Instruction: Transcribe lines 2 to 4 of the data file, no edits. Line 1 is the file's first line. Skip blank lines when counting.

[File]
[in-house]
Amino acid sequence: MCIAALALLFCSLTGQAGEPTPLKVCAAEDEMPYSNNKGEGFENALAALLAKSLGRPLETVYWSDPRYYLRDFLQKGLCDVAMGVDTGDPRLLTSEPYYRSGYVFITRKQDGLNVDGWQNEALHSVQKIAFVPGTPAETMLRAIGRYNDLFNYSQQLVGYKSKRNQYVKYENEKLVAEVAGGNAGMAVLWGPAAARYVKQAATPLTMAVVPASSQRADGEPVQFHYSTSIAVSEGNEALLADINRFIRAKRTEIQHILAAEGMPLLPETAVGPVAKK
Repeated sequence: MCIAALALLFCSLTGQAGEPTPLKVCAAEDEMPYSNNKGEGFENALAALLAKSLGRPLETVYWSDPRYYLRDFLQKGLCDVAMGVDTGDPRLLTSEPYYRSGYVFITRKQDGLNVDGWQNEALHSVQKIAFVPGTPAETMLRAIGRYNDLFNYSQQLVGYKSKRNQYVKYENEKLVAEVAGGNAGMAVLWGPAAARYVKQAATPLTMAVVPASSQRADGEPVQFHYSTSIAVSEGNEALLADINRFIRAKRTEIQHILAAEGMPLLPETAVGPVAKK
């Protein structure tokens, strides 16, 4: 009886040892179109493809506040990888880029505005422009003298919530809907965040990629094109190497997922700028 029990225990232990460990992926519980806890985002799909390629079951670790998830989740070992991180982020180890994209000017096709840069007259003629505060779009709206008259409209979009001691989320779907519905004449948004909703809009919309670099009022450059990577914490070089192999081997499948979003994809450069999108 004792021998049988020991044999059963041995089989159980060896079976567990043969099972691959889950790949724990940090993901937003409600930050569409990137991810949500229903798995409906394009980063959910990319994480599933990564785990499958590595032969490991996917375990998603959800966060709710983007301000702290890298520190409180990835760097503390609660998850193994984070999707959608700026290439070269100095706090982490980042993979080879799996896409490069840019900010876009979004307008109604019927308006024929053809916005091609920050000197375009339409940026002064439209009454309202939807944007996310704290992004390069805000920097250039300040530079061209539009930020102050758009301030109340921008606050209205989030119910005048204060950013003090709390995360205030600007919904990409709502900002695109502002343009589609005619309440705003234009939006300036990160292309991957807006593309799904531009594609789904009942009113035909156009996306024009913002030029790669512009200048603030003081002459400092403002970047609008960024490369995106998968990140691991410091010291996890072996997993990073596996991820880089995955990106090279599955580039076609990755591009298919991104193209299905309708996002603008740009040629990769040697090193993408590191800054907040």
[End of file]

Amino acid sequence: MCIAALALLFCSLTGQAGEPTPLKVCAAEDEMPYSNNKGEGFENALAALLAKSLGRPLETVYWSDPRYYLRDFLQKGLCDVAMGVDTGDPRLLTSEPYYRSGYVFITRKQDGLNVDGWQNEALHSVQKIAFVPGTPAETMLRAIGRYNDLFNYSQQLVGYKSKRNQYVKYENEKLVAEVAGGNAGMAVLWGPAAARYVKQAATPLTMAVVPASSQRADGEPVQFHYSTSIAVSEGNEALLADINRFIRAKRTEIQHILAAEGMPLLPETAVGPVAKK
Repeated sequence: MCIAALALLFCSLTGQAGEPTPLKVCAAEDEMPYSNNKGEGFENALAALLAKSLGRPLETVYWSDPRYYLRDFLQKGLCDVAMGVDTGDPRLLTSEPYYRSGYVFITRKQDGLNVDGWQNEALHSVQKIAFVPGTPAETMLRAIGRYNDLFNYSQQLVGYKSKRNQYVKYENEKLVAEVAGGNAGMAVLWGPAAARYVKQAATPLTMAVVPASSQRADGEPVQFHYSTSIAVSEGNEALLADINRFIRAKRTEIQHILAAEGMPLLPETAVGPVAKK
């Protein structure tokens, strides 16, 4: 009886040892179109493809506040990888880029505005422009003298919530809907965040990629094109190497997922700028 029990225990232990460990992926519980806890985002799909390629079951670790998830989740070992991180982020180890994209000017096709840069007259003629505060779009709206008259409209979009001691989320779907519905004449948004909703809009919309670099009022450059990577914490070089192999081997499948979003994809450069999108 004792021998049988020991044999059963041995089989159980060896079976567990043969099972691959889950790949724990940090993901937003409600930050569409990137991810949500229903798995409906394009980063959910990319994480599933990564785990499958590595032969490991996917375990998603959800966060709710983007301000702290890298520190409180990835760097503390609660998850193994984070999707959608700026290439070269100095706090982490980042993979080879799996896409490069840019900010876009979004307008109604019927308006024929053809916005091609920050000197375009339409940026002064439209009454309202939807944007996310704290992004390069805000920097250039300040530079061209539009930020102050758009301030109340921008606050209205989030119910005048204060950013003090709390995360205030600007919904990409709502900002695109502002343009589609005619309440705003234009939006300036990160292309991957807006593309799904531009594609789904009942009113035909156009996306024009913002030029790669512009200048603030003081002459400092403002970047609008960024490369995106998968990140691991410091010291996890072996997993990073596996991820880089995955990106090279599955580039076609990755591009298919991104193209299905309708996002603008740009040629990769040697090193993408590191800054907040």